Featured Courses for Fall 2018
This fall, we will be offering a few courses we don't often offer and one course we've never offered before:
Postdoctoral teaching fellow Fritz Schenker will teach Musics of the Transpacific (MUS 3017) and department chair David Henderson will teach Musics of South Asia (ASIA/MUS 244). Both of these courses are open to all students without prerequisites.
Newell Center for Arts Technology director Chris Watts will be offering a SoundSandBox (MUS 029) and composer In-Sil Yoo will teach Composition (MUS 350). The former requires an audition in early fall and the prerequisite for the latter is Music Theory (MUS 200/201).
For course descriptions, read on.
MUS 029, SoundSandBox
Your voice isn’t the only instrument you carry around with you. SoundSandBox for fall 2018 will be a mobile device ensemble. Together we will explore some of the possibilities for music-making with smartphones and tablets. Bring your fingers, ears, and a mobile device or two as we experiment with a variety of musical genres and as many apps as we can find.
Rehearsals are on Fridays from 1:00-4:00 in the Underground (NC001). Auditions will be held at the beginning of the semester. If you are interested in joining the group, start looking for musical apps you might use. More information about auditions will be posted on the ensembles pages as the time approaches.
For more information, contact Christopher Watts, director.
MUS 244, Musics of South Asia
South Asia is the subcontinent that lies south of the Himalayas and includes India, Nepal, Bangladesh, Pakistan, Afghanistan and Sri Lanka. There are also substantial South Asian populations elsewhere. Topics for study include devotional song, Bollywood film music, urban Nepali drumming, and electronic music in New York and London. The course begins with a grounding in the classical music traditions of India, moves on to explore selected musical practices around South Asia, and finishes with a consideration of music’s place in the South Asian diaspora.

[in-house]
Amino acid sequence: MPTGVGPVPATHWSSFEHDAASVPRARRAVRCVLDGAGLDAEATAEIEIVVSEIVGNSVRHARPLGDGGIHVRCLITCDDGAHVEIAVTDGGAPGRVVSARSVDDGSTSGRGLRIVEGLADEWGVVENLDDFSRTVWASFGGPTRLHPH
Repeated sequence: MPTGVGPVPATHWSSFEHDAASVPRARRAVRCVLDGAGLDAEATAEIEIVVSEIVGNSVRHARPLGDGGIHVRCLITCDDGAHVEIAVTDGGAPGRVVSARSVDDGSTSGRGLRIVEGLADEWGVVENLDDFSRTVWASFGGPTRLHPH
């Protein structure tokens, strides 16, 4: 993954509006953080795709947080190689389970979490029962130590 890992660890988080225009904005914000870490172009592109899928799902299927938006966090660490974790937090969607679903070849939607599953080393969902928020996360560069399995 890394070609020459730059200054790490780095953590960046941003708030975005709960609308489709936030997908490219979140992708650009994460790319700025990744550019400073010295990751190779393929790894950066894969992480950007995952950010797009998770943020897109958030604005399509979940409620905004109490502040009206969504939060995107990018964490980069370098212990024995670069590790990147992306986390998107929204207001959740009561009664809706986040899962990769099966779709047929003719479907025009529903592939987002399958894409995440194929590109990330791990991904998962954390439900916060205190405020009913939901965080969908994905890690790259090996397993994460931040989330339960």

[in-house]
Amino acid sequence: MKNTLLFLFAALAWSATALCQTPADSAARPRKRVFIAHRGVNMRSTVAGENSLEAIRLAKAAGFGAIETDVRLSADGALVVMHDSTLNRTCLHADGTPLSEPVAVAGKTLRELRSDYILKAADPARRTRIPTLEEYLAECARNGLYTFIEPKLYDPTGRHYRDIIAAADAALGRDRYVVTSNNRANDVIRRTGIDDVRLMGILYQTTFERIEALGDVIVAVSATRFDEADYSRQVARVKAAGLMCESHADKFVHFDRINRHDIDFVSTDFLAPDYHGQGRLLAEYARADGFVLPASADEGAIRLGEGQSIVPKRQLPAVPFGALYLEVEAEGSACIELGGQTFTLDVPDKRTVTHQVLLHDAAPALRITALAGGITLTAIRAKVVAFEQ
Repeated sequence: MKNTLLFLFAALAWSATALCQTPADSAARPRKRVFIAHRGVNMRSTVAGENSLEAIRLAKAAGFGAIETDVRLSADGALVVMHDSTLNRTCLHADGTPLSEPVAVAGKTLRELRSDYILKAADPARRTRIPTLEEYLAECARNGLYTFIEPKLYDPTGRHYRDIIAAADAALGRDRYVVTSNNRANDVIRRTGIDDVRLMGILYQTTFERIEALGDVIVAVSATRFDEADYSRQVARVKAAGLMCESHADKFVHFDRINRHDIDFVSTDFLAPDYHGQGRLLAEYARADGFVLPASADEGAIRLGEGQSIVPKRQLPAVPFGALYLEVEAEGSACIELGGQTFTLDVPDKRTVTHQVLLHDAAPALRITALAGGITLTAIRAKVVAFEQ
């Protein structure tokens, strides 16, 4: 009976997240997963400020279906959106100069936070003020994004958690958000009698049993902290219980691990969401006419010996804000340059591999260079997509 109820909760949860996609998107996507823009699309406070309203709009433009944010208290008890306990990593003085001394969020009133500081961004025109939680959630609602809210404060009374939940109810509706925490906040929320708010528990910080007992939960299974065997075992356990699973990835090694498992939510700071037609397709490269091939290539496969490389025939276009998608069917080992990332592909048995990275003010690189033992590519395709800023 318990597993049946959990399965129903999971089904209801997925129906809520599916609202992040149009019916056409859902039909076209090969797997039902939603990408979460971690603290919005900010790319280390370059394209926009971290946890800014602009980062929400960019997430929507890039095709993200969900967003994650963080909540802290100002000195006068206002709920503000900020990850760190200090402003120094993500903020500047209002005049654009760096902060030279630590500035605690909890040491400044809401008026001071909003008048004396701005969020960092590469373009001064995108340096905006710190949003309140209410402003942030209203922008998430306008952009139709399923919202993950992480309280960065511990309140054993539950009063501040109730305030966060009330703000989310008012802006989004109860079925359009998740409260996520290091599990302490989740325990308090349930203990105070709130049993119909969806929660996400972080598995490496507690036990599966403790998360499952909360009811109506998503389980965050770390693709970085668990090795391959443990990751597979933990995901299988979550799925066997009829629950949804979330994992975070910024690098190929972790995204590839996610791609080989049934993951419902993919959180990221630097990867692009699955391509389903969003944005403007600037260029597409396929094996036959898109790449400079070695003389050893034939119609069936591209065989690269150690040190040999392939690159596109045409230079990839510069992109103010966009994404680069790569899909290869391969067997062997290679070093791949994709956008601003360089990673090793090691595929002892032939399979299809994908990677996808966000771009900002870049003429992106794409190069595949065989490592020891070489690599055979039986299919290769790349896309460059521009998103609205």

MUS 3017, Musics of the Transpacific
Hip hop in Japan, Hawaiian slide guitar in Mississippi, and Chinese gongs in California: all are sounds of a distinctly transpacific world. While some political analysts have noted the growing significance of U.S.-China relations in declaring the twenty-first century as the start of a transpacific era, people, goods, and music have long been circulating within and across the Pacific Ocean. In fact, transpacific relations are a central yet often overlooked part of U.S. history, in part because it is a history marked by U.S. imperial conquest in the Pacific and Asia.
In this course, we will turn to music to explore this transpacific world and its significance to the histories of the U.S. and various Asian nations. Three broad sections focus on (1) the influence of Asian and Pacific Ocean music in the U.S., (2) the circulation of music from Hawai’i and other Pacific Islands, and (3) the spread of U.S. music in Asia. We will examine how music plays a critical role in both revealing and informing the myriad connections and relationships between the U.S., Pacific Islands, and Asia.
Formal knowledge of music and ability to read music notation is not required.
MUS 350, Composition
The primary goal of this course is to give students the opportunity to create original music compositions with a special emphasis on exploring the relationship of music and modern dance. Students will develop contemporary compositional techniques with projects demonstrating an understanding of the basic procedures that characterize the collaboration between music and dance. By the end of the semester, students are expected create one substantive work performed in public.